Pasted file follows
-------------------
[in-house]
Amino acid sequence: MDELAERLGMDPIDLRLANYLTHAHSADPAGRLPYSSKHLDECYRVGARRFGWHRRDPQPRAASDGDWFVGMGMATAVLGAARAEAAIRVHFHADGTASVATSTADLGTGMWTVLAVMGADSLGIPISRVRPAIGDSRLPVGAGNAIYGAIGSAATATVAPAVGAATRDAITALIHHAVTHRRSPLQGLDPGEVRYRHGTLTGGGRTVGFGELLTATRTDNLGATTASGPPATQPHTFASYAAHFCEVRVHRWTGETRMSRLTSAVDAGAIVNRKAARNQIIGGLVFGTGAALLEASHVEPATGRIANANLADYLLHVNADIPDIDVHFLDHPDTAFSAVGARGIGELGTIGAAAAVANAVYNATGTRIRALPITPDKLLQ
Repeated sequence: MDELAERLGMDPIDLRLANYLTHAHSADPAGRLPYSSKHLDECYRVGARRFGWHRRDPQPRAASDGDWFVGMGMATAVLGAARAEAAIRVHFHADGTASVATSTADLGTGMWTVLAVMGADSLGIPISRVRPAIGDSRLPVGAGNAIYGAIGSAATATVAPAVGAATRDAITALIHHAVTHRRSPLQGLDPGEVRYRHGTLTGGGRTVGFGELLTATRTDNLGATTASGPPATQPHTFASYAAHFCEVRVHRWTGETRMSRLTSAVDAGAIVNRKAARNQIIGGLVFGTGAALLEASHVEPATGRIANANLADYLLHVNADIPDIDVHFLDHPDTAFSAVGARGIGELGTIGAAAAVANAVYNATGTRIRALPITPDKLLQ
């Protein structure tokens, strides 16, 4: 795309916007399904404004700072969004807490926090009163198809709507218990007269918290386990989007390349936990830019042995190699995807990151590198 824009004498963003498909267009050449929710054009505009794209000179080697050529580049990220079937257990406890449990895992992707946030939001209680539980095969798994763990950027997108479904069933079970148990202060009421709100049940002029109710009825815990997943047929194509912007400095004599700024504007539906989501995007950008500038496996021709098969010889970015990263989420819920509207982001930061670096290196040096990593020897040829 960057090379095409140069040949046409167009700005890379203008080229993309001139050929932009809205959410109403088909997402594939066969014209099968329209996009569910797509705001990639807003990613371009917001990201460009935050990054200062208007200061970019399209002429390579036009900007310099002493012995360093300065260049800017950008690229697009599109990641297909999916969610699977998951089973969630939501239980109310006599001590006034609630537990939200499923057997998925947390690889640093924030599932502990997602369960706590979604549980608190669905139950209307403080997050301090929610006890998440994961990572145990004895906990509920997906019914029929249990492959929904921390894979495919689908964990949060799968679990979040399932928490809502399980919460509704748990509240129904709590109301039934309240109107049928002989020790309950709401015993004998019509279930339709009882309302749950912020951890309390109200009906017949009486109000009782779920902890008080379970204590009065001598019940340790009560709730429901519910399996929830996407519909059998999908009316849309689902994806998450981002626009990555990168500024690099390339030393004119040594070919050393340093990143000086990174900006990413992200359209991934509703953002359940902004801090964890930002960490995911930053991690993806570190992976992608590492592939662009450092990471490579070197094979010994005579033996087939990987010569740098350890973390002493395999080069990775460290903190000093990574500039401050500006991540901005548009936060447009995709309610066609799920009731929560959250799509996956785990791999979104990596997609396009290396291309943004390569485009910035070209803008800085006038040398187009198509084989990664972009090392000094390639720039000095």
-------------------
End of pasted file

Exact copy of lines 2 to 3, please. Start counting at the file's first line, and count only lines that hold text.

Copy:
Amino acid sequence: MDELAERLGMDPIDLRLANYLTHAHSADPAGRLPYSSKHLDECYRVGARRFGWHRRDPQPRAASDGDWFVGMGMATAVLGAARAEAAIRVHFHADGTASVATSTADLGTGMWTVLAVMGADSLGIPISRVRPAIGDSRLPVGAGNAIYGAIGSAATATVAPAVGAATRDAITALIHHAVTHRRSPLQGLDPGEVRYRHGTLTGGGRTVGFGELLTATRTDNLGATTASGPPATQPHTFASYAAHFCEVRVHRWTGETRMSRLTSAVDAGAIVNRKAARNQIIGGLVFGTGAALLEASHVEPATGRIANANLADYLLHVNADIPDIDVHFLDHPDTAFSAVGARGIGELGTIGAAAAVANAVYNATGTRIRALPITPDKLLQ
Repeated sequence: MDELAERLGMDPIDLRLANYLTHAHSADPAGRLPYSSKHLDECYRVGARRFGWHRRDPQPRAASDGDWFVGMGMATAVLGAARAEAAIRVHFHADGTASVATSTADLGTGMWTVLAVMGADSLGIPISRVRPAIGDSRLPVGAGNAIYGAIGSAATATVAPAVGAATRDAITALIHHAVTHRRSPLQGLDPGEVRYRHGTLTGGGRTVGFGELLTATRTDNLGATTASGPPATQPHTFASYAAHFCEVRVHRWTGETRMSRLTSAVDAGAIVNRKAARNQIIGGLVFGTGAALLEASHVEPATGRIANANLADYLLHVNADIPDIDVHFLDHPDTAFSAVGARGIGELGTIGAAAAVANAVYNATGTRIRALPITPDKLLQ